The feud between Kennedy and Scalia has continued right down to U.S. v. Windsor (2013), which struck down the core of the federal ban on gay marriage, the Defense of Marriage Act. Kennedy once again based his majority opinion on (among other things) the liberty of homosexuals to make "moral and sexual choices" without government interference — while Scalia angrily argued in his dissent that Kennedy's libertarian arguments implied that state-level bans on gay marriage were constitutionally unjustifiable. Since then, lower courts have eagerly (and repeatedly) vindicated Scalia's reasoning by citing his dissent to strike down such bans.
But the logic of Kennedy's libertarianism not only transformed constitutional law. It also anticipated the direction of public opinion and American popular culture in striking ways.
Americans now inhabit a world in which increasing numbers of individuals find it difficult, if not impossible, to imagine submitting to rule by any authority higher than themselves on moral and religious matters. Sure, people continue to accept that one will be judged harshly and punished for violating another individual's consent (the only libertarian moral consideration). But beyond that? Don't be ridiculous.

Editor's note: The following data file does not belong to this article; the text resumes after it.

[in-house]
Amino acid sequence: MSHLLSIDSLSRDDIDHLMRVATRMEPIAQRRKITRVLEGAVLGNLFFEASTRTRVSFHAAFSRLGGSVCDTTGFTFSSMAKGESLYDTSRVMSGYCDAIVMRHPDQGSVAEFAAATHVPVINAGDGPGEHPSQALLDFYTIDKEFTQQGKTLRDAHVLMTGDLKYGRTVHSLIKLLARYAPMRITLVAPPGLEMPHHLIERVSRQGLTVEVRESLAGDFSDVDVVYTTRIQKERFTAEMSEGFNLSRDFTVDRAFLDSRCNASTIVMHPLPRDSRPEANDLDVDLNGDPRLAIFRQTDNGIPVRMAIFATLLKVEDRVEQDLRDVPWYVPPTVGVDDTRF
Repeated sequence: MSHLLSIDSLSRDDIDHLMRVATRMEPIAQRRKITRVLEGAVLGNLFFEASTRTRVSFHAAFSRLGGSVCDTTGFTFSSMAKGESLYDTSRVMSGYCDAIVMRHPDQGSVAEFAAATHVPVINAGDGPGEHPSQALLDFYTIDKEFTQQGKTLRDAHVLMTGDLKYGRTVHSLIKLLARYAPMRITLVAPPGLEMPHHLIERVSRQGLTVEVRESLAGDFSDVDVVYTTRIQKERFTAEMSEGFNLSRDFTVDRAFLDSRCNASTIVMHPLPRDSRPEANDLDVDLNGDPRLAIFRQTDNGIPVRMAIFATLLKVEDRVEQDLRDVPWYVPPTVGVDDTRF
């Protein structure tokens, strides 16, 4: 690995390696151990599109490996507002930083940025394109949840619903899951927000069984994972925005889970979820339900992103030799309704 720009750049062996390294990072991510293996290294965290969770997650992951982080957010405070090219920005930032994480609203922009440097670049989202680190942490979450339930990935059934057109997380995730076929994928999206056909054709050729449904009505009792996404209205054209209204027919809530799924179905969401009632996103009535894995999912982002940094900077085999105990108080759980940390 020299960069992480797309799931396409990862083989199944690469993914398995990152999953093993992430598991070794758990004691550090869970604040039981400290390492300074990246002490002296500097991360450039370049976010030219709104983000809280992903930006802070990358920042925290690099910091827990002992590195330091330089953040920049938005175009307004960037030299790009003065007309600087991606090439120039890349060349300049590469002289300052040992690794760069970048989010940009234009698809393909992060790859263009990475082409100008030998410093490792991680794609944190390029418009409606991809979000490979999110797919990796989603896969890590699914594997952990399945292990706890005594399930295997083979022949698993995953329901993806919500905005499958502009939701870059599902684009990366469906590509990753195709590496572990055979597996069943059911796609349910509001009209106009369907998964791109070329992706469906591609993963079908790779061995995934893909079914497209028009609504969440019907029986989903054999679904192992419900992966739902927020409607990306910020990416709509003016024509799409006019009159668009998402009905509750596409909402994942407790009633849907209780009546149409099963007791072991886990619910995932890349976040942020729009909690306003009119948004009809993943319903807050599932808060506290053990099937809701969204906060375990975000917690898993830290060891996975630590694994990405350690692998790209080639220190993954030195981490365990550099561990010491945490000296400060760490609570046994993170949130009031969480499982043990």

Who are you — who is anyone — to judge my behavior?
That's the rhetorical question we increasingly pose to ourselves, our family members, our neighbors, our church leaders, and our fellow citizens as a way to put a stop to any conversation that threatens to veer into moral evaluation and condemnation.
Consider the phenomenon of Miriam Weeks (Belle Knox), the Duke University undergrad who's become a breakout celebrity (and something of a libertarian folk hero) for proudly admitting that she works as a porn actress to pay for her education.
Pornography is obviously nothing new. But what is new — aside from its easy and costless availability online in effectively infinite quantities and varieties — is the claim that we shouldn't judge Weeks' decision to earn a living by having sex for money and in public, which is often the subtext behind discussion of her job choice. At least when the discussion isn't explicitly framed to make her look like a saint for "empowering women and sex workers."
In our libertarian paradise, moral judgments are perfectly acceptable, as long as they praise and never blame.
And just in case you're inclined to object on feminist grounds to singling out Weeks as an example of moral libertarianism, here's a recent column (with accompanying author photo) posted at Time in which a man named Jim Norton (who describes himself as a "consummate john") proudly declares, "I'm not ashamed to pay for sex — and other men shouldn't be either."
This doesn't mean that every man in America is ready to proclaim in a public forum that he regularly and shamelessly pays for sex. But it does mean that we now live in a culture in which an author (and a mainstream newsmagazine and website) can foresee no negative consequences of making such a proclamation.
Yes, the libertarian moment has arrived. Just not in the precise sense that Rand Paul and his ideological compatriots anticipated.